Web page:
Seasonal Affective Disorder
“Weather often affects people’s moods. Sunlight breaking through clouds can lift our spirits, while a dull, rainy day may make us feel a little gloomy. While noticeable, these shifts in mood generally do not affect our ability to cope with daily life. Some people, however, are vulnerable to a type of depression that follows a seasonal pattern. For them, the shortening days of late autumn are the beginning of a type of clinical depression that can last until spring. This condition is called “Seasonal Affective Disorder,” or SAD.” – Canadian Mental Health Association

The Canadian Mental Health Association (CMHA) acknowledges what is called Seasonal Affective Disorder (SAD) which could realistically be connected to the origins of Blue Monday. Approximately 10% of Canada’s population is affected by the reduction of sunlight in our winter months. This means that Sky Travel’s creation of Blue Monday was capturea brilliant PR move – a quick solution to combat SAD is to hop on a flight to an all-inclusive beach resort and soak up some rays. However, taking a last-minute vacation isn’t in the cards for everyone, especially after an expensive December.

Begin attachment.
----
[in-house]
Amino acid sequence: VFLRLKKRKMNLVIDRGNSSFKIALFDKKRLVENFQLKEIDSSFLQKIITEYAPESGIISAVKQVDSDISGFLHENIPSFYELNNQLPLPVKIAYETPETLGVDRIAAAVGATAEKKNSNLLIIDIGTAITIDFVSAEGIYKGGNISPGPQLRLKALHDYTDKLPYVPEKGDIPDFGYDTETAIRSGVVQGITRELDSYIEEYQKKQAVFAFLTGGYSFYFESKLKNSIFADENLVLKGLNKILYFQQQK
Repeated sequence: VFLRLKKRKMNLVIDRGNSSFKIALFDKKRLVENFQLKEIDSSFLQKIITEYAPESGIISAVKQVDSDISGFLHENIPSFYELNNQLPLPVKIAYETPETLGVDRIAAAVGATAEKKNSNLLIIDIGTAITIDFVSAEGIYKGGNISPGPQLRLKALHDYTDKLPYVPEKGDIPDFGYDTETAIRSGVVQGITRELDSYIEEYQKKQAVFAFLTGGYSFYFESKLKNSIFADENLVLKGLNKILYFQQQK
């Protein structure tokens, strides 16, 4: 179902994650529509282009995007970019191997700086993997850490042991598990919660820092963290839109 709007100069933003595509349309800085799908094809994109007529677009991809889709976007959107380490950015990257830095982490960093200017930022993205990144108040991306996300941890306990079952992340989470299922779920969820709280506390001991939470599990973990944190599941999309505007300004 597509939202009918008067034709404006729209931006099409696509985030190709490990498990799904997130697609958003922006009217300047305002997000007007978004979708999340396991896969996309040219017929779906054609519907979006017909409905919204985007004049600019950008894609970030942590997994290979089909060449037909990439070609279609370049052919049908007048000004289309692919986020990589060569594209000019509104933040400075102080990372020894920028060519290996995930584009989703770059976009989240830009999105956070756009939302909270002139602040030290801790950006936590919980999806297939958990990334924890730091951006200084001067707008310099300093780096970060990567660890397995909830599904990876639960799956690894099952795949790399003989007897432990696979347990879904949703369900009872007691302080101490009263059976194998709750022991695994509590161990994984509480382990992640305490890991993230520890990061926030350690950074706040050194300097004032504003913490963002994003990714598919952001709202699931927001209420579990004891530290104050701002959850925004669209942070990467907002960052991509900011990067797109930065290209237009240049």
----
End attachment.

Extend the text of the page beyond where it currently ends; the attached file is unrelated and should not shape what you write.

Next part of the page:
Like the capitalist society that we are, other corporations have jumped on board the Blue Monday bandwagon. Discounts, sales, or one day deals actually help us afford to treat ourselves, even if it’s something small. For example, I got an email from Cineplex last week informing me that my Scene points would be worth double (get a movie ticket for half the amount of scene points) for one day only, for Blue Monday.


collage1.jpgI asked my mom if she wanted to come see
Rogue One: A Star Wars Story with me (second time for myself, first time for her) and she was an obvious yes. We ate dinner at home, picked up some grapefruit coolers for after the movie, and went to check out of reality for a couple hours at the theatre.

We did girls-night right:

I think that it’s important to live a balanced lifestyle, or try to at least because I don’t know anyone who has actually mastered this art. We all have a lot going on and you need to remember that as amazing as other people’s lives may look on social media, they’re not perfect either. That’s why this particular capitalist-created day of the year isn’t all that bad. Embrace the concept of taking care of yourself, there are many affordable (or even free) ways to actively work at keeping happy. Start a pinterest board that you can go to when feeling down, one of things that make you happy as well as ideas of free ways to cheer yourself up!

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Sacchan the mysterious and overweight japanese dog from my favourite video.

What are some small things that you do to make yourself smile and maintain your happiness? For me, I look at an excessive amount of dog photos and videos. I’ll finish this week off with my current favourite dog video, enjoy!